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This post is part of a series on the convergence of COVID-19 and weather/climate. Each post covers only part of the complex, evolving situation we all are trying to prepare for, respond to, and learn from. Therefore, any recommendations should be considered within your individual geographic, economic, and social context. 

Map of the Southeast with tornadoes from April 12-14
(Image Retrieved from Wikipedia; Harrison Tran)
Ferdouz Cochran and the Convergence Team. April 27, 2020

A severe weather outbreak on April 12th and 13th across the Southeast caused many to seek shelter, report damage, and close facilities, including drive-thru COVID-19 testing sites. A total of 16 tornadoes were confirmed in NC and 25 in SC where 8 EF 3+ tornadoes occurred overnight. Hurricane-force wind gusts impacted numerous counties, and thousands remained without power as repair crews worked diligently while wearing masks and maintaining physical distance. The reality of COVID-19 guidelines intersecting with severe weather outbreaks and impacts has caused many to reimagine actions needed to stay safe. While varying steps for preparedness and recovery are being taken at the local level, a consistent message has yet to emerge across regions and states. Therefore, the Convergence team is bringing together some initial information for the public to consider across the Southeast and beyond.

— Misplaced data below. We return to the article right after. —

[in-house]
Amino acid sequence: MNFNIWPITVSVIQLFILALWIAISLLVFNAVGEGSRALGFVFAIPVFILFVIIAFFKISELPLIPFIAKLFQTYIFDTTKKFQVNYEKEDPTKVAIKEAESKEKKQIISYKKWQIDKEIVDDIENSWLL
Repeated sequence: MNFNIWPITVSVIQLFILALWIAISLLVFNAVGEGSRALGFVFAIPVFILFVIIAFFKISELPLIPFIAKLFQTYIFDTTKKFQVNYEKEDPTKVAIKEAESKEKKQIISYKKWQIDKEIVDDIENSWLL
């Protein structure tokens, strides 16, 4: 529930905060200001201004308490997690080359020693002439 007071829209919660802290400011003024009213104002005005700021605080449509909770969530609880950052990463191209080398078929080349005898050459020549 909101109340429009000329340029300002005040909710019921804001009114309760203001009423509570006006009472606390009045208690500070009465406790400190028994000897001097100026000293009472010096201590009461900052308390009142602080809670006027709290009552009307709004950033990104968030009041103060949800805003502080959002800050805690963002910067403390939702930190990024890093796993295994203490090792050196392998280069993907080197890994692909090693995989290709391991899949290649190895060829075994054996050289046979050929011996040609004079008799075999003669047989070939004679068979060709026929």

Combining guidance from the NWS, AMS, CDC, Red Cross and other sources, we have identified a few steps below to take for both preparedness and recovery from severe weather during the COVID-19 pandemic. While we have written these initial steps for the public, we believe they may also inform emergency managers and other professionals aiding in setting up shelters and coordinating recovery efforts.


Creating or revisiting your severe weather plan is the foundation for staying safe. Your plan should include the following actions to be completed weeks, days and hours before a severe weather event.

  1. Stay informed through local news and public alert/warning systems. Make it a daily habit to be aware of weather forecasts by listening to your local news, tuning into social media, and signing up for severe weather alerts. Counties are often a good source for disaster/emergency preparedness information, so sign up for your County news feed or public alert/warning system. For example, OCALERTS in Orange County, NC, keeps the public informed about severe weather, road closures, utility emergencies, neighborhood evacuations, and other critical news.
  1. Confirm your place to shelter. Decide on a safe place to shelter with sturdy walls, away from windows, and maybe enough space for physical distance in your home, business or community. If you need to seek shelter outside of your home or business, identify your shelter location and make sure it is currently operating as a shelter (check these and other city and county websites: Red Cross, NC, SC, FL). Due to the pandemic, some buildings – schools, community centers, sports facilities – that usually operate as shelters are closed. In addition to closures, keep in mind that there may be separate shelters for those who have COVID-19, related symptoms, or known exposure, and those who don’t. Now is the time to find out if this is a possibility in your area. Some local governments and organizations have proposed utilizing empty hotels and university dorms as shelters for providing more compartmentalized spaces to address COVID-19 physical distancing needs.